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African Judicial System: A Painting of Oumar Moussa Ba’s “Justice is Done”
African Judicial System: A Painting of Oumar Moussa Ba’s “Justice is Done”
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By - Isaac Joseph

Posted - 31-01-2020

Judiciary, they say, is the last hope for the common man! However, it seems to be surest hope for the affluent, in this part of the world. Judicial system in Africa has become a tool in the hands of the powerful to oppress people and influence verdicts, even amidst compelling witnesses and evidences. And when it seems the judgments do not go in their favour, leaders disobey court orders, making mockery of the hallowed chambers. The last hope for the common man has now become a dreadful place to behold, as everyone within the court premises seem compromised, including the gentleman at the court’s gate.

Oumar Moussa Ba is a prominent Mauritanian poet, who was self-educated but later received a graduate degree from the Sorbonne. He has produced an excellent oeuvre and other writings in French, celebrating Sahelian Africa, its crepuscular nature, its myths and its great men. Oumar is the first published Mauritanian Francophone poet and a true precursor. In this poem “Justice is Done”, Ba takes a critical examination of the judicial system in Mauritania, and by extension Africa. He narrates the story of a man:

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“Beaten up,
Robbed,
Hospitalized?”

This tells the everyday story of a typical African man. Being ‘beaten up’ might not necessarily be physical; it could be a psychological meltdown, experienced as a result of abuse of powers by those at the helms of affairs. In the poem, the young man was robbed – this tells the relatable story of how leaders milk-dry the state’s treasury. Every opportunity to forcefully take what is not theirs is maximized. Corruption at its peak! The common man is not catered for and neither does he matter in their scheme of governance. He gets hospitalized, as a result of the brutal and oppressive treatments received. Do we begin to mention several cases of people whose lives get endangered due to the excessiveness of our leaders? Do we begin to mention those who lost their lives as a result of the unfair treatment melted on them? It is indeed a sad tale but what is bothersome is that every of these injustices was done in the open. Ba goes further to say:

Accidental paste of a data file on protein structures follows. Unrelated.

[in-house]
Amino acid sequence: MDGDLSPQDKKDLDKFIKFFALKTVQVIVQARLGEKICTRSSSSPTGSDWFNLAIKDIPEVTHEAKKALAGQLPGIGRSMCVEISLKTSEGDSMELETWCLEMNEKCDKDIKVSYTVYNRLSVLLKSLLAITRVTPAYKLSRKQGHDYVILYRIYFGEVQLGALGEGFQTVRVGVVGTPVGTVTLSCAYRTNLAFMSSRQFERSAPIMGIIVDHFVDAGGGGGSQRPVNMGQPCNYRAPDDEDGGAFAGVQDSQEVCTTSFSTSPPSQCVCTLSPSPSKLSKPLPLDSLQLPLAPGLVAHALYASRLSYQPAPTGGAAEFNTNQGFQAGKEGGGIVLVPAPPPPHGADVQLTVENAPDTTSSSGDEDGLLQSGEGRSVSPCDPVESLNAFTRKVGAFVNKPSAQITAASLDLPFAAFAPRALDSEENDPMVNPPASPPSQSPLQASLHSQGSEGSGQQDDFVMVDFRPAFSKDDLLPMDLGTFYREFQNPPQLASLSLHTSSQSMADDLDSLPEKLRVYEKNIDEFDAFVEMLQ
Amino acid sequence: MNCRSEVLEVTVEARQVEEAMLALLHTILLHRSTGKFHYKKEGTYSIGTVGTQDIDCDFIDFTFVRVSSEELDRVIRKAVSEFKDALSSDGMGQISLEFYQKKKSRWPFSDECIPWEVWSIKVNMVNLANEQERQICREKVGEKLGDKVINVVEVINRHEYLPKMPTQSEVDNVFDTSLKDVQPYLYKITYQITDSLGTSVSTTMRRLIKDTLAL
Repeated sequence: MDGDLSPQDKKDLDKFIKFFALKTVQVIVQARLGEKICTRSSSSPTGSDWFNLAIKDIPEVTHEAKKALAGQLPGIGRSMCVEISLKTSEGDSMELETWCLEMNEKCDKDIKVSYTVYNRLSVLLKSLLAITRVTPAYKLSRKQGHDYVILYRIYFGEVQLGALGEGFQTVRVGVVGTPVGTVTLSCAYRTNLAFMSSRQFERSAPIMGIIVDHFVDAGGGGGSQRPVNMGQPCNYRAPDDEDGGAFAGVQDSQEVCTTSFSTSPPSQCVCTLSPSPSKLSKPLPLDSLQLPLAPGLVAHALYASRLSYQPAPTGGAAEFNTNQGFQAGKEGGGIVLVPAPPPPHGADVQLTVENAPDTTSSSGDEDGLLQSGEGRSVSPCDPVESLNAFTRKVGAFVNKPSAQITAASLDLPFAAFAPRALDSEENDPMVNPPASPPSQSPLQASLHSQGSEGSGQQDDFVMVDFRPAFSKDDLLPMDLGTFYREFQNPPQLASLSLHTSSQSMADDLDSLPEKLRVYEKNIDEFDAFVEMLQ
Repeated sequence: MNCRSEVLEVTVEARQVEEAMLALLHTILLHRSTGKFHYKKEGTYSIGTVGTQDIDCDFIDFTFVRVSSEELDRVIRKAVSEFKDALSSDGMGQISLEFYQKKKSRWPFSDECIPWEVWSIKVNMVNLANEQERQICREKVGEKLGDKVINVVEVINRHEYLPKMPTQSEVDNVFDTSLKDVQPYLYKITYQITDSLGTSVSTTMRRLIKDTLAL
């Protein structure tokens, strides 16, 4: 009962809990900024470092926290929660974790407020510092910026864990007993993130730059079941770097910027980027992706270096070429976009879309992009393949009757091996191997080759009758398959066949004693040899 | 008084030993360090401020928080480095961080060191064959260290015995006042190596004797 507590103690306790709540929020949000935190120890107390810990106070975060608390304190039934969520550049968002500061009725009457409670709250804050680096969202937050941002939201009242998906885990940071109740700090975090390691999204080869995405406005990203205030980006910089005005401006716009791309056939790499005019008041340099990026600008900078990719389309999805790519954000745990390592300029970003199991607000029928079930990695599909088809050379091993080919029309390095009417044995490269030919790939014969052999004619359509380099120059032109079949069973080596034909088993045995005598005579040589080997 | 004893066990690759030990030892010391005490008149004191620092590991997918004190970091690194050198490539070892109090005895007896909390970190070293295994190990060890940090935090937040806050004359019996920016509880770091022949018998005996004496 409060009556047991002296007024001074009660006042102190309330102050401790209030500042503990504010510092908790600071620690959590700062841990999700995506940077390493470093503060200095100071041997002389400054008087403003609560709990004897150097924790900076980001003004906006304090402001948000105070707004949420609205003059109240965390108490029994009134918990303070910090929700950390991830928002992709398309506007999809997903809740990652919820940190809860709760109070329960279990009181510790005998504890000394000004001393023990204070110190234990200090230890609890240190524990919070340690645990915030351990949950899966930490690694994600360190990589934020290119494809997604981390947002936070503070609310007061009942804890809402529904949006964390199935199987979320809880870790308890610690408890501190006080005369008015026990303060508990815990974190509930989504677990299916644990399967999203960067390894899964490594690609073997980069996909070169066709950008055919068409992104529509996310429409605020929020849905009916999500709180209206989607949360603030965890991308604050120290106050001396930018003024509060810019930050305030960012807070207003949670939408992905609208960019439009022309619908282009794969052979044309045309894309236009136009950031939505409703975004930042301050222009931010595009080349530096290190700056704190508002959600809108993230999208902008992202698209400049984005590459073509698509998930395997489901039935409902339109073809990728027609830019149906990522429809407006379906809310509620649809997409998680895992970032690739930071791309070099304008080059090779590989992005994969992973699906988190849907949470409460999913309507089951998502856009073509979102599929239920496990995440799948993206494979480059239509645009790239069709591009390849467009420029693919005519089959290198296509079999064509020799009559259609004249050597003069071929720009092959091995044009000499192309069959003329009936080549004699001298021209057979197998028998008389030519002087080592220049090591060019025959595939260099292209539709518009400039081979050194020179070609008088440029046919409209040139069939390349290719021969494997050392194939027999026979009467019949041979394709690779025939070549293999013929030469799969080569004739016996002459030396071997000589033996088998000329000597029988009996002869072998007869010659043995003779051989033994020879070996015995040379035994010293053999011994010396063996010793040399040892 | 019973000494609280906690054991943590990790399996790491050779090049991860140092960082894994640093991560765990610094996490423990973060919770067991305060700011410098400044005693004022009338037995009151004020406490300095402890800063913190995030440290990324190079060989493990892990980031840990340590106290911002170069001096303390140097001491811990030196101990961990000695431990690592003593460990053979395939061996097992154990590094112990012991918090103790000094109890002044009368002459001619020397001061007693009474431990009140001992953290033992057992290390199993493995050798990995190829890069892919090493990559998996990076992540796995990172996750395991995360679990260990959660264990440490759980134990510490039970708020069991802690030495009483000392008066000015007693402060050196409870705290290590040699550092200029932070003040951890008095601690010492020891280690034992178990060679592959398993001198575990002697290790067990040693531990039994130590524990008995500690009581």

“And the witnesses?
Many as the grains of the sand:
Kadiel is one;
Ndoulla
Ndyam Bele is one”

The misdeeds of these ‘evil’ were done in the presence of a crowd of witnesses. Oumar went on further to mention names such as Kadiel and Ndoulla. He uses their first names alone to symbolize that they are people we could relate with. Ba used the name ‘Ndyam Bele’ to paint the image of a foreigner, who also witnessed the onslaught against the common man.

“Even the birds can testify…”

The birds of the earth were also witnesses. In this digitalized world, media coverages of these misdeeds were taken and one would have thought that it would be easy for social justice to be served. However, Ba called our attention to something precarious:

“But you forget that the chief
Has his son as the judge
And his son-in-law as interpreter.”

He asked if we have forgotten that the ‘chief’, apparently used instead of the word ‘thief’ is so influential that the judge would do his bidding as a ‘son’. And even if we try to present our case in the language of the courts, through well versed lawyers, the ‘chief’ has his son-in-law as the interpreter. Where then lies the hope of the common man? According to a report by the United Nations Office on Drugs and Crime based on an assessment of the justice system integrity and capacity in Nigeria, it stated that “corruption in the judiciary may turn out to be more harmful because it could undermine the credibility, efficiency, productivity, trust and confidence of the public in the judiciary as the epitome of integrity.” The court is now seen as a playground for the rich to make a show of how influential they are, on the judicial ‘powers.’ In some other cases, it is believed that some cases are only handled according to the script handed over to the Judges. This is common in Nigeria, where cases emanating from elections are assumed ‘premeditated.’